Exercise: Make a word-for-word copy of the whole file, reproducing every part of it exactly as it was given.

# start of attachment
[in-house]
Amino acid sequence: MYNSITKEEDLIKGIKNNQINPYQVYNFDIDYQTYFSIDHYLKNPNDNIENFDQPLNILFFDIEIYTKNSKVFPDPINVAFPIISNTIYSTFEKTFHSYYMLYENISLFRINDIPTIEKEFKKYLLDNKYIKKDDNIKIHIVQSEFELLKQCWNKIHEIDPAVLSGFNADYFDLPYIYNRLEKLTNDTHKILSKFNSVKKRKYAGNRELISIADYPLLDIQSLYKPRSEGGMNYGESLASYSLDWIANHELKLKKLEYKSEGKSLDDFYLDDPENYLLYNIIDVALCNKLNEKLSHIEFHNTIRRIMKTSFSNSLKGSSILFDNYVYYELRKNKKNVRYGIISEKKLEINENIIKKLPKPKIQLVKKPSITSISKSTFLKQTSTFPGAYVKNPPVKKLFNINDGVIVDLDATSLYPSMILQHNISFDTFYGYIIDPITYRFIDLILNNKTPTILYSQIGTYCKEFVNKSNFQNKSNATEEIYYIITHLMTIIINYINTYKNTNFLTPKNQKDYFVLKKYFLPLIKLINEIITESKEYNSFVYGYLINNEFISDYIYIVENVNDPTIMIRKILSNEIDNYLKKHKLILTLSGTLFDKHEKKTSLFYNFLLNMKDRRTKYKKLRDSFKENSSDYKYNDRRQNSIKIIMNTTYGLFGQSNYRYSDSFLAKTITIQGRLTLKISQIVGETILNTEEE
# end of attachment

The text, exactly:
[in-house]
Amino acid sequence: MYNSITKEEDLIKGIKNNQINPYQVYNFDIDYQTYFSIDHYLKNPNDNIENFDQPLNILFFDIEIYTKNSKVFPDPINVAFPIISNTIYSTFEKTFHSYYMLYENISLFRINDIPTIEKEFKKYLLDNKYIKKDDNIKIHIVQSEFELLKQCWNKIHEIDPAVLSGFNADYFDLPYIYNRLEKLTNDTHKILSKFNSVKKRKYAGNRELISIADYPLLDIQSLYKPRSEGGMNYGESLASYSLDWIANHELKLKKLEYKSEGKSLDDFYLDDPENYLLYNIIDVALCNKLNEKLSHIEFHNTIRRIMKTSFSNSLKGSSILFDNYVYYELRKNKKNVRYGIISEKKLEINENIIKKLPKPKIQLVKKPSITSISKSTFLKQTSTFPGAYVKNPPVKKLFNINDGVIVDLDATSLYPSMILQHNISFDTFYGYIIDPITYRFIDLILNNKTPTILYSQIGTYCKEFVNKSNFQNKSNATEEIYYIITHLMTIIINYINTYKNTNFLTPKNQKDYFVLKKYFLPLIKLINEIITESKEYNSFVYGYLINNEFISDYIYIVENVNDPTIMIRKILSNEIDNYLKKHKLILTLSGTLFDKHEKKTSLFYNFLLNMKDRRTKYKKLRDSFKENSSDYKYNDRRQNSIKIIMNTTYGLFGQSNYRYSDSFLAKTITIQGRLTLKISQIVGETILNTEEE